Kington communities


Kington Communities Enterprise Limited is a community group based in Kington Langley and Kington St Michael and campaigns for The Plough Inn, in Kington Langley, to remain a pub, and to re-open as a pub.

About Us

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Kington Communities Enterprise Ltd


KCEL is a community group set up by residents of the parishes of Kington Langley and Kington St Michael in order to campaign for  The Plough Inn, Kington Langley to remain a pub and to be run as a community pub.

The Plough sits on the A350 between Kington St Michael and Kington Langley and has been a pub close to 400 years. In 2020 in the middle of Lockdown 3 it was sold to an organisation closely linked with the Plymouth Brethren Christian Church who have a Gospel Church on an adjacent site. The new owners have no plans to retain it as a public house. 

The Plough is the last of any type of community asset in Kington Langley bar a village hall. KCEL is campaigning for The Plough to be recognised as an Asset of Community Value, and ultimately to transferred to the community at a fair value and to remain open as a public house.

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Background Information from Kington Communities Enterprise


It's said that Oliver Cromwell stopped at the Plough on his way to attack Malmesbury during the English Civil Wars which places his visit at some point between 1642 and 1648. Whether this is true or not it is difficult to say, but it does show that the history of The Plough Inn covers nearly 400 years as a public house and coaching Inn, during which it serviced both its local communities and travellers between Chippenham and Malmesbury and further afield.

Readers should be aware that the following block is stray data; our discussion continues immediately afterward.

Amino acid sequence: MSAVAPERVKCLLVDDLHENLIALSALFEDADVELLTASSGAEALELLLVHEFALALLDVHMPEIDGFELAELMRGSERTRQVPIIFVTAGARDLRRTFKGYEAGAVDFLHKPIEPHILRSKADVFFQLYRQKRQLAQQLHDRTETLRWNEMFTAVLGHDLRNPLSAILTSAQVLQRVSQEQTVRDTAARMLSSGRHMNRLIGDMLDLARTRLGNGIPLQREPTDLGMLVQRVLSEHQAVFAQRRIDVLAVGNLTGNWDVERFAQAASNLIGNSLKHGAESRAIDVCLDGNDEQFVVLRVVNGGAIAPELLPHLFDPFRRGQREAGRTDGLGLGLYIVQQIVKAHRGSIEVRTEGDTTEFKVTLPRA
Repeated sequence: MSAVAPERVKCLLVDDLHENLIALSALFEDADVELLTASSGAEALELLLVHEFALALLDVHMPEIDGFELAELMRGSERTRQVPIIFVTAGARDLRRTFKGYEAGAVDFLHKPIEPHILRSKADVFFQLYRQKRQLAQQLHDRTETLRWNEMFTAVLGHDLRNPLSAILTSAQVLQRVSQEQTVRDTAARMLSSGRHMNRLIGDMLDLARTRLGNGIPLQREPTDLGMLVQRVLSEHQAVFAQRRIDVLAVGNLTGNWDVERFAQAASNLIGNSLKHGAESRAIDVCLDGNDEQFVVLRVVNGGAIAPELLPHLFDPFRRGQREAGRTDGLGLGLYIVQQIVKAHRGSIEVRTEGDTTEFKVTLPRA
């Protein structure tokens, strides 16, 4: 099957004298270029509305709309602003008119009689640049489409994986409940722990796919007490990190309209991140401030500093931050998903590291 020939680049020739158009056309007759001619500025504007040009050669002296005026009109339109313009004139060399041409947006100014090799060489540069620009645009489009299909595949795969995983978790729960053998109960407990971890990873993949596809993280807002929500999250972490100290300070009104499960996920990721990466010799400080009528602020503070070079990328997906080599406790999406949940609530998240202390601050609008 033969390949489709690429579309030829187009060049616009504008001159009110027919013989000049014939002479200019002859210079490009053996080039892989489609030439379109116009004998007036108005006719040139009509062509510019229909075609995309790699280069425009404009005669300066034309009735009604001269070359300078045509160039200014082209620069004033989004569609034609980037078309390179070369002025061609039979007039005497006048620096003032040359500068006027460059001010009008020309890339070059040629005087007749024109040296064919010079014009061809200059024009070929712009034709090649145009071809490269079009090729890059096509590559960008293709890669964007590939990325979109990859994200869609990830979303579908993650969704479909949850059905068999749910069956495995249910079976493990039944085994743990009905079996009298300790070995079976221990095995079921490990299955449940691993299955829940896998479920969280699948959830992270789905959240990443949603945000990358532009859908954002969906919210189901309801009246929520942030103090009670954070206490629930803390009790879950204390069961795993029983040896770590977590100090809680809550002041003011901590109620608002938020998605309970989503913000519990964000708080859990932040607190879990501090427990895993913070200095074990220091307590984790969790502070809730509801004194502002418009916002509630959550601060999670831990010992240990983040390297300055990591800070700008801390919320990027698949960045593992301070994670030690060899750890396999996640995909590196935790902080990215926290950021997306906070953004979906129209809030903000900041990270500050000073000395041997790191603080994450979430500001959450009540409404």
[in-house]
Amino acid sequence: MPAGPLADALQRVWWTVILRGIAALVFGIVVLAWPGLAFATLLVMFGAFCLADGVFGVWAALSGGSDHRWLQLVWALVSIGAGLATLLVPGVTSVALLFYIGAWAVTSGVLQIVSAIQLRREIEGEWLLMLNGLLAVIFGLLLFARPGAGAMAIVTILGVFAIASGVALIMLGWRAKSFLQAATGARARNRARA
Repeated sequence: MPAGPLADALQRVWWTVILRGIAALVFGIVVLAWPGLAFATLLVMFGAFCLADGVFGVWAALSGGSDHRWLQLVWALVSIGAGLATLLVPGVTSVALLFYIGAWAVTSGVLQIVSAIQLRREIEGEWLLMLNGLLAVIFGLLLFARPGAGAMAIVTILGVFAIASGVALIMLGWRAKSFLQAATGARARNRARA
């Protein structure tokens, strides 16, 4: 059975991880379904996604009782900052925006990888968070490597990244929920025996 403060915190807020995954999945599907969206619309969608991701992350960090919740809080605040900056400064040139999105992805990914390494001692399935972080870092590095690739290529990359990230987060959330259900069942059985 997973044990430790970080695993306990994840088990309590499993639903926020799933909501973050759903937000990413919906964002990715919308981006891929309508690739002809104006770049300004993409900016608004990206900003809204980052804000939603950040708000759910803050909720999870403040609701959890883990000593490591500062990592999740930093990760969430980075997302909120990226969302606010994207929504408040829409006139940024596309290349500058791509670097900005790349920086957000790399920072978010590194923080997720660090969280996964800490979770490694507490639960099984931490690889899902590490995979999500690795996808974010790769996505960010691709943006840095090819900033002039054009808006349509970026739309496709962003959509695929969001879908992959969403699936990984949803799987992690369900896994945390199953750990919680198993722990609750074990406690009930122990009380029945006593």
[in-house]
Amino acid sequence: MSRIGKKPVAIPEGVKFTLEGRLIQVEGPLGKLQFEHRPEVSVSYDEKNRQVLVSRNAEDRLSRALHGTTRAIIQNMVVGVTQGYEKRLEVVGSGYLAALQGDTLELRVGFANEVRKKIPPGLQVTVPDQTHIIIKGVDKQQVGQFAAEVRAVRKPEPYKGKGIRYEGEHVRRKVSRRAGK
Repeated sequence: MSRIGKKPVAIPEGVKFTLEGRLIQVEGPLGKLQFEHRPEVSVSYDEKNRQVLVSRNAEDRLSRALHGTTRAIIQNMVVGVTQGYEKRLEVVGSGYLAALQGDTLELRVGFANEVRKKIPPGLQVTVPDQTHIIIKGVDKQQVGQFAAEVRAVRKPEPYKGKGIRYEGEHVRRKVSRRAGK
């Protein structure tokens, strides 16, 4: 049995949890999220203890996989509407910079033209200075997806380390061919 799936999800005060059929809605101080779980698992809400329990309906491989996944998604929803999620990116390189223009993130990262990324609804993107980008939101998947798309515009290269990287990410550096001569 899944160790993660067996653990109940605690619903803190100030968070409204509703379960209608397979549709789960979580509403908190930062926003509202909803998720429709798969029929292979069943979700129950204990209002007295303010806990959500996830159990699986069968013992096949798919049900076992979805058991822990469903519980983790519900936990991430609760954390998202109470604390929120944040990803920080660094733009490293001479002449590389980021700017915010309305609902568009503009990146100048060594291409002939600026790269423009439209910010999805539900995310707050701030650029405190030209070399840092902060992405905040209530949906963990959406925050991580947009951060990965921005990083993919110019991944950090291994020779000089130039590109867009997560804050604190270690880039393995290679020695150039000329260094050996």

The Plough appears marked on the 1773 Andrews and Dury’s Map of Wiltshire, and maps made in 1885, 1921, 1959. Until the construction of the dual carriageway The Plough was on the Kington Langley side of the main road; when the main road became the dual carriageway it was on the Kington St Michael side of the road but remains in the parish of Kington Langley. Its history shows it as a pub serving both parishes (until 1865 Kington Langley was part of Kington St Michael Parish), and one serving travellers. It was on a main route and had the benefits of both regular and passing trade which remains a common feature with its modern trade.


The notes for the building says it has late 17th Century origins which makes the Cromwell story plausible, but most of the building is from the 18th Century and extended someone what in the early 19th Century. History Wiltshire tell that The Plough had a particular sign which gave different messages to potential customers depending which way they were travelling:

On the Chippenham Side:

By hope we plough,
By hope we sow,
By hope we are all fed.
We who live here
Sell spirits and beer,
And hope to get our bread.'

On the Malmesbury side:-

'Arise, get up; the season's now,
Drive on, my boy, - God speed the Plough'

The same source also notes a local festival includes details of the summer Revel from the 17th Century, and on St Peter's Day on in June (at least in later years) festivities would centre on the Plough Inn. This did not always end peacefully:

In 1822 the Revel led to a riot between locals and a party of young men from Chippenham. On the 7th of September 1822, 30 to 40 Langley men went to Chippenham with bludgeons at 10.30 p.m. They called for people to come out and fight but attacked anyone they met. Police assembled with the Chippenham men to drive them back. Two Constables were wounded and one died. Thirty one men, women and children were injured. The chief perpetrators fled the country and others escaped prosecution after a long confinement in the Salisbury Gaol.